Background: Immune protection against cholera infection is probably mediated in part by locally produced, intestinal secretory IgA (sIgA) antibodies. We study the kinetics of intestinal (sIgA) and systemic (serum IgG) antitoxin antibody responses after immunization with whole-cell/recombinant B subunit oral cholera vaccine (WC/rBS) in U.S. travelers to Mexico and Mexican volunteers. Methods: Two doses of WC/rBS were administered 10 days apart to ten U.S. adults, newly arrived in Mexico, and 18 Mexican nationals. Serum IgG and intestinal secretory IgA (sIgA) antibodies to the B subunit of cholera toxin were measured from day 0 to day 21 by a direct enzyme-linked immunosorbent assay (ELISA). Results: Positive serum IgG responses to vaccination were detected in 80% of U.S. adults and in 59% of Mexican adults. All volunteers, regardless of nationality, developed a positive sIgA antibody response to WC/rBS. No differences were observed between U.S. and Mexican volunteers in the magnitude and kinetics of serum IgG responses. We recorded differences in the kinetics of sIgA antibody, with early and late peak sIgA antitoxin responses demonstrated in the Mexican and U.S. volunteer groups, respectively. Although the presence or absence of antitoxin sIgA antibodies prevaccination (sIgA titer > 1:4) did not interfere with the final postimmunization magnitude of the antibody responses (sIgA measurements days 14 and 21), the initial measurement curves showed differences (sIgA measurements days 0 and 3). Conclusions: The WC/rBS vaccine stimulated antitoxin antibody formation both in serum and locally in the intestine. The presence or absence of specific sIgA antibodies prevaccination did not seem to interfere with the magnitude of the antibody responses postvaccination (days 14, 21). The measurement of sIgA responses in fecal extracts appears to provide a simple and sensitive method to assess the intestinal immune response to orally administered vaccines.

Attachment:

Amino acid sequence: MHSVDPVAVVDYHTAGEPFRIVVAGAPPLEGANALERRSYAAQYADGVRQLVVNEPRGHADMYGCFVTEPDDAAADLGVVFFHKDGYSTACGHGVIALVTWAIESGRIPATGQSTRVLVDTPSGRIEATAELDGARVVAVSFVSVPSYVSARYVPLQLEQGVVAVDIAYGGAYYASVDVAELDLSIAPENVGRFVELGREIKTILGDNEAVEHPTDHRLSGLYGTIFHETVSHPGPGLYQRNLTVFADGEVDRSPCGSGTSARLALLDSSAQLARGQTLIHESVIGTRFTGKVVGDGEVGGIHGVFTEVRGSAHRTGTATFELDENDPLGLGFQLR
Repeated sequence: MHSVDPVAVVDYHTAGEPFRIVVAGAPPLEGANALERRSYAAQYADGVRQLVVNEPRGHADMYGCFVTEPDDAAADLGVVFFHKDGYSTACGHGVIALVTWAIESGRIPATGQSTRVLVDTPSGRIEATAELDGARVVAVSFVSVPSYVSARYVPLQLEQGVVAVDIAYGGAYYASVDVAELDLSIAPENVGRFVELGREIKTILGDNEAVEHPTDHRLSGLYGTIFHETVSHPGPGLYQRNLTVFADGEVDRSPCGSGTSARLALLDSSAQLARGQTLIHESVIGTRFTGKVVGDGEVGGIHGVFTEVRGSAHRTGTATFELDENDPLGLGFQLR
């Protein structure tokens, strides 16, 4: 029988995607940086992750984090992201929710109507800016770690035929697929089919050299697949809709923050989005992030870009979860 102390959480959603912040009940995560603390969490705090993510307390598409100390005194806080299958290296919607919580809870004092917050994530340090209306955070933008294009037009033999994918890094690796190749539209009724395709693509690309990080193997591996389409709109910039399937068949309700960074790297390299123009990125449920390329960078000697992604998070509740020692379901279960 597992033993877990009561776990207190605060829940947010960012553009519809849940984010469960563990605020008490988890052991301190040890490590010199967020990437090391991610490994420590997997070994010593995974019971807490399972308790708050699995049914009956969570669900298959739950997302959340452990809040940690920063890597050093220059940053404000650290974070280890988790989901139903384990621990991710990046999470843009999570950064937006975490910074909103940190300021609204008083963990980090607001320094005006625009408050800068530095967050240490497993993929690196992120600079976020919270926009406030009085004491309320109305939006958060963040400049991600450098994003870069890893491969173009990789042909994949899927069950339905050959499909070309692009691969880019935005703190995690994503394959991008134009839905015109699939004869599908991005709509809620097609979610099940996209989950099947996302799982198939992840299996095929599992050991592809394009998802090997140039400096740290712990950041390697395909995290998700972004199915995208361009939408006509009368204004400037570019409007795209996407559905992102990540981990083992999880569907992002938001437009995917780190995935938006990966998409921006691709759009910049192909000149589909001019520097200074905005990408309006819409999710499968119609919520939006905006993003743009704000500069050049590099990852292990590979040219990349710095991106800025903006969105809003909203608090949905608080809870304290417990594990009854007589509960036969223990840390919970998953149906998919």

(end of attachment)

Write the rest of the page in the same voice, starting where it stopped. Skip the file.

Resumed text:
|Original language||English (US)|
|Number of pages||5|
|Journal||Journal of travel medicine|
|State||Published - Sep 1996|
ASJC Scopus subject areas
- Public Health, Environmental and Occupational Health
- Infectious Diseases